A copy of the actual inspection report and any enforcement information associated with a restaurant type facility or slaughter plant is available upon submission of an application to the Saskatchewan Health Authority. There is a $30.00 processing fee. For more information, contact your local Saskatchewan Health Authority office:
Are there different types of licences for restaurant type facilities or slaughter plant?
Three different licences can be issued to these facilities:
Licence - Valid for up to two years from the date of issuance.
Licence with Conditions - Terms or conditions under which a facility must operate may be attached to a licence. For example, this type of licence may be issued to a restaurant type facility to limit food service to take-out if public washrooms are not available or to restrict menu items where equipment is lacking or limited.
Probationary Licence - A regular licence can be cancelled and replaced with a probationary licence that establishes timelines for the correction of infractions.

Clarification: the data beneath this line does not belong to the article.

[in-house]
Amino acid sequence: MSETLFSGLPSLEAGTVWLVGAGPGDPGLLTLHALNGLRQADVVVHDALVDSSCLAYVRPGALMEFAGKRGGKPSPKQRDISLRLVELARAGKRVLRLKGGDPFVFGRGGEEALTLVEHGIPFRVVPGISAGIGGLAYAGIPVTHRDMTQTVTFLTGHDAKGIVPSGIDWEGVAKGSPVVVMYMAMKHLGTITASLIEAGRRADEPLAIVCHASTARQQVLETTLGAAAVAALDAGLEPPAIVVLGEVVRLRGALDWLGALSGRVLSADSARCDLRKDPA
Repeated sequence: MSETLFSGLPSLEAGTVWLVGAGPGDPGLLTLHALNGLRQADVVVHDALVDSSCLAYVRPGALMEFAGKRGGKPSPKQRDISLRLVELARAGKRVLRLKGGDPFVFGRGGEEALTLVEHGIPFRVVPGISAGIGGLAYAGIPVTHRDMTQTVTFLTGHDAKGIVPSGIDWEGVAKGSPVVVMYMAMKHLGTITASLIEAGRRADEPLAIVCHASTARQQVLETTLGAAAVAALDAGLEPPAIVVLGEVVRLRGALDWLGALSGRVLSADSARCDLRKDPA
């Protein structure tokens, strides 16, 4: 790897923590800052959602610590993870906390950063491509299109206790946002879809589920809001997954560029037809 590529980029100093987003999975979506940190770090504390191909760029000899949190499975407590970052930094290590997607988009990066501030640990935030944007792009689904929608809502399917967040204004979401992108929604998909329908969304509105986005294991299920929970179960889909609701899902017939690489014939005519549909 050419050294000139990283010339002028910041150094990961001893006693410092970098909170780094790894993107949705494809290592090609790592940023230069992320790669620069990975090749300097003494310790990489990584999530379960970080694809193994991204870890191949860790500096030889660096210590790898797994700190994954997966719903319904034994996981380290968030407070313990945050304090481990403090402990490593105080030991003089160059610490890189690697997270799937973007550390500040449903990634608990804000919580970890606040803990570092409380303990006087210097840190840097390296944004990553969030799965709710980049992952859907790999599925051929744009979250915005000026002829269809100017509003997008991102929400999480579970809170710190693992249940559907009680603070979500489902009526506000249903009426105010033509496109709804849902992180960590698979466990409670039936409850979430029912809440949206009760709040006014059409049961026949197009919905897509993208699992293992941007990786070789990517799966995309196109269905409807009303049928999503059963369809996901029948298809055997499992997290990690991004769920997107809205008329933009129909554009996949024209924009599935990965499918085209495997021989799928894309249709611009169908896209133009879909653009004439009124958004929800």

How are complaints about restaurant type facilities or slaughter plants managed?
Public health inspectors will investigate a complaint and consider the regulatory requirements and the degree of public health risk before determining an appropriate course of action. Complaints about specific facilities should be directed to the local public health inspection office for the Saskatchewan Health Authority.
What should one do if they think they may have contracted a foodborne illness from a restaurant type facility or slaughter plant?
If the individual is seriously ill, they should seek the attention of their health care provider. Concerns about a possible foodborne illness should be raised with the local public health inspector for the Saskatchewan Health Authority.